His trial was finally ending with the inevitable verdict: guilty. When he emerged from Mazratora Prison into the damp half-light of Britain, he was dazed. HT hailed him as a hero. "After four years of ignoring me, they wanted me to be their rock star ... I was asked if I wanted to be the leader." But in March 2007, he sent out a mass email saying he was resigning from HT, threw away his mobile, and went home to Southend.
He spent a long summer eating his mother's cooking, watching television, and seeing the school friends he had shunned more than a decade before. "It amazed me. These were ordinary British guys and they knew what I had become – that I had hated Britain. And yet when they saw me, they showed me such warmth," he says. "They remembered me as I was. They didn't care what I had done. They had time for me."
In September 2007, Maajid appeared on Newsnight – the BBC's flagship current affairs show – to announce that he recanted not just HT, but Islamism itself. "What I taught has not only damaged British society, it has damaged the world," he said.
With a small band of other ex-Islamists, Maajid decided to set up an organisation dedicated to promoting liberal Islam and rebutting Islamism. They named in the Quilliam Foundation after William Abdullah Quilliam, an English businessman who converted to Islam in the late 19th century and set up the first British mosque. They are taking the organisational skills and evangelical fervour of HT, and turning it against them. They are also taking nearly £1m from the British government – the only way, Maajid says, to do their work effectively.
The last time I speak to Maajid he is on the refugee-strewn North-West frontier of Pakistan, touring the country's universities. He is lecturing to huge audiences about his own experiences, and arguing against literalism in Islam. The massed ranks of the neo-Taliban are not far away. "People here and in Britain keep saying – we've been waiting for something like this for such a long time," he says over the telephone. "They're so happy people are starting to speak out. They're terrified to do it themselves, but this emboldens them."
A large audience of young Muslims is waiting for him. Maajid says assertively: "You know, back when I was an Islamist, I thought our ideology was like communism – and I still do. That makes me optimistic. Because what happened to communism? It was discredited as an idea. It lost. Who joins the Communist Party today?" I can hear the audience applaud him as he walks onto the stage, and with that, Maajid hangs up.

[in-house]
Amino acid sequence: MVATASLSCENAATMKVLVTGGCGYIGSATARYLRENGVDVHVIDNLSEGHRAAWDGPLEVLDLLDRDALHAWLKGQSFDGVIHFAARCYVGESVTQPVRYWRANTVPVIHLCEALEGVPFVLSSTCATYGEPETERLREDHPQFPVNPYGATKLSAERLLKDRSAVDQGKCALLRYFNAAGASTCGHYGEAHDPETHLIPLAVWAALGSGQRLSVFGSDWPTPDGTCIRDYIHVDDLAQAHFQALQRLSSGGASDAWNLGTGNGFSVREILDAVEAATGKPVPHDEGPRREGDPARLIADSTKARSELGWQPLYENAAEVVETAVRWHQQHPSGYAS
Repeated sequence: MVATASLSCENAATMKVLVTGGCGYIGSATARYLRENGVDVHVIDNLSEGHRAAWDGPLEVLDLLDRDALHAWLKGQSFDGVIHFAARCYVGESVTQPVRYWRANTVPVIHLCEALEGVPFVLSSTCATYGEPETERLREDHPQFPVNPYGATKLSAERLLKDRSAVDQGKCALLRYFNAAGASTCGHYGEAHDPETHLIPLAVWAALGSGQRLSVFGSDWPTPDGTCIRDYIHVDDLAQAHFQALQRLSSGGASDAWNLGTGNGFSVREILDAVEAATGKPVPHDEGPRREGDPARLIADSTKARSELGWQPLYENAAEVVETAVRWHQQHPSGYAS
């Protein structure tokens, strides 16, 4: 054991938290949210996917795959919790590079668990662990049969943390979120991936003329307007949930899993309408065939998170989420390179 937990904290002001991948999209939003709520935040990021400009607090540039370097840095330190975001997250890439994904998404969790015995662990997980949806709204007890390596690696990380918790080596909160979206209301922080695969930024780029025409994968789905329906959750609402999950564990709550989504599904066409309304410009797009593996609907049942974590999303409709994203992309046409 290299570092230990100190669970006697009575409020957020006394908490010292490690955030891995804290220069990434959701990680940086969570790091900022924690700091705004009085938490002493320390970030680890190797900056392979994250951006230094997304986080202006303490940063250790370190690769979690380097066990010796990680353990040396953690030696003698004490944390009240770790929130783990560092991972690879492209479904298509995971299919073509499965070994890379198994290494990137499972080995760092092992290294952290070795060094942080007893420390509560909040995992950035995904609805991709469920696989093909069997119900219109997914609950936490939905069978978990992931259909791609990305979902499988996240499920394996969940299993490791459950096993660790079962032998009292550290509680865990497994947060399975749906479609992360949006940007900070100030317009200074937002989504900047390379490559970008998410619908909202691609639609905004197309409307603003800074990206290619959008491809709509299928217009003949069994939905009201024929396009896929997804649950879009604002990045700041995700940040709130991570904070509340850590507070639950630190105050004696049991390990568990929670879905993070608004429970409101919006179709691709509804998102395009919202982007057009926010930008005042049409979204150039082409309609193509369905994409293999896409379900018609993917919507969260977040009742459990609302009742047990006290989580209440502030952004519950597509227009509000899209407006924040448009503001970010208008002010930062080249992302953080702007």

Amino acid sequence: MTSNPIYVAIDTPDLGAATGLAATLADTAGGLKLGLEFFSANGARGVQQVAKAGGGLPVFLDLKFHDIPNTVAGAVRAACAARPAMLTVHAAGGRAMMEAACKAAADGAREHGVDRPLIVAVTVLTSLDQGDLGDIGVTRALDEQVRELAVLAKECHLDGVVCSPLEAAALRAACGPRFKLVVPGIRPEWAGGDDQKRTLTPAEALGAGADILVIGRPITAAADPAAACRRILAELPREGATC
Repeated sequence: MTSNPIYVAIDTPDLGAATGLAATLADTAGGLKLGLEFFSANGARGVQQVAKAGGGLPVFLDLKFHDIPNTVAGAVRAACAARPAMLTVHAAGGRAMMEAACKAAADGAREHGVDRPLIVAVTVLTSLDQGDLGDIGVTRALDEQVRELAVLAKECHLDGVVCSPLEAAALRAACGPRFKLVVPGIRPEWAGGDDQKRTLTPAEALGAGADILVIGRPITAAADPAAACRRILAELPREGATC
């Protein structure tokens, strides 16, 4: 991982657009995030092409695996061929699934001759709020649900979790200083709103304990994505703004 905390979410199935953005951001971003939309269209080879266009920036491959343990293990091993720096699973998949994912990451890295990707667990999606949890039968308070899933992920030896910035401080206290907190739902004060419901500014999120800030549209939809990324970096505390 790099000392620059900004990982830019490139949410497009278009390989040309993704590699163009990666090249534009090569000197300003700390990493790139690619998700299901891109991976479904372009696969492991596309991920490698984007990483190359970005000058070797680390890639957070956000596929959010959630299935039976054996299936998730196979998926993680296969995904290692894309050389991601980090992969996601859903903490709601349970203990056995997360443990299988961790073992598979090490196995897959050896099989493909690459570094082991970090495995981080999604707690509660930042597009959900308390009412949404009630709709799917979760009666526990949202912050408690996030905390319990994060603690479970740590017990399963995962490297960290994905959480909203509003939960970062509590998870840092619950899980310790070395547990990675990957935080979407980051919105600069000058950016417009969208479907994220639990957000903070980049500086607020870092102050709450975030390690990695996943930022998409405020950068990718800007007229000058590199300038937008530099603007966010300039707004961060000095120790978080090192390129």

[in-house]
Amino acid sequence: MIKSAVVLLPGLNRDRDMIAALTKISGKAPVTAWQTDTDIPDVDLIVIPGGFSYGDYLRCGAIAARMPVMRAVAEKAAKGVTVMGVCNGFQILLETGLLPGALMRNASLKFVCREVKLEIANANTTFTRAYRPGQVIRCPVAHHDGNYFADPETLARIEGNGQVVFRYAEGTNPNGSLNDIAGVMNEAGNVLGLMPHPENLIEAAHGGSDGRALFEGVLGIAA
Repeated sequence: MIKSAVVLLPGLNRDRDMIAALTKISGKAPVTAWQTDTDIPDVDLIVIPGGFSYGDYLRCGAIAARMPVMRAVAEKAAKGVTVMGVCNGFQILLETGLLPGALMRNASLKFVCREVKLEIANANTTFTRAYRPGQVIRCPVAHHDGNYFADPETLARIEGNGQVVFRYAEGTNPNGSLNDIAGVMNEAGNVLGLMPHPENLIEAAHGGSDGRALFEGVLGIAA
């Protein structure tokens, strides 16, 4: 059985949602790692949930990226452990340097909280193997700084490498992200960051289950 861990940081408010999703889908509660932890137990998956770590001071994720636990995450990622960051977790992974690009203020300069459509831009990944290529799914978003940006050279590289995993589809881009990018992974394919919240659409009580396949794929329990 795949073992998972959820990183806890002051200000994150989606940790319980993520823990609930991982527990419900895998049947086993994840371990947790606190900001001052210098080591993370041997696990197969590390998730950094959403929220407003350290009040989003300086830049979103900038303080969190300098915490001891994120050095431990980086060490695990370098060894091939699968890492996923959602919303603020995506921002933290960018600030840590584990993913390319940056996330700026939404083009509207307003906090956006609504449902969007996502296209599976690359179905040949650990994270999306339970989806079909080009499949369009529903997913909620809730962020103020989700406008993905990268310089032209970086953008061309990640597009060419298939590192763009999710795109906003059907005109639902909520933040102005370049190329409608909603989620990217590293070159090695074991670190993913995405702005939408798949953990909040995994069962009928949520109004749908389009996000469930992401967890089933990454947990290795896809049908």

III. Lost in liberalism
As the summer arrives and London begins to swelter, I sit with most of the "out" ex-jihadis in a slew of Starbucks across the city. We sip iced lattes and discuss how, not long ago, they tried to destroy Western civilisation.
They have different backgrounds: one is a Yorkshire girl with Hindu parents, another is a Northern boy whose father was a Conservative ultra-Thatcherite. Yet they are startlingly similar: they have all retained the humourless intensity of their pasts. And when they describe their Islamist former selves, they are distant and cold, as if describing a rather unpleasant acquaintance they did not entirely understand.
They wreath their stories in clouds of pointless detail: they talk for hours about the intricacies of seventh-century Meccan society, or the fine distinctions in the hierarchy of HT, willing you to understand it. It's a way of avoiding answering the hardest question – why? But from their scattered stories, I can trace something that seems genuinely new: an ex-jihadi way of looking at the world, that carries lessons about how to stop Western Muslims sinking into jihadism.
As children and teenagers, the ex-jihadis felt Britain was a valueless vacuum, where they were floating free of any identity.
Ed Husain, a former leader of HT, says: "On a basic level, we didn't know who we were. People need a sense of feeling part of a group – but who was our group?" They were lost in liberalism, beached between two unreachable identities – their parents', and their country's. They knew nothing of Pakistan or Saudi Arabia or the other places they were constantly told to "go home" to by racists.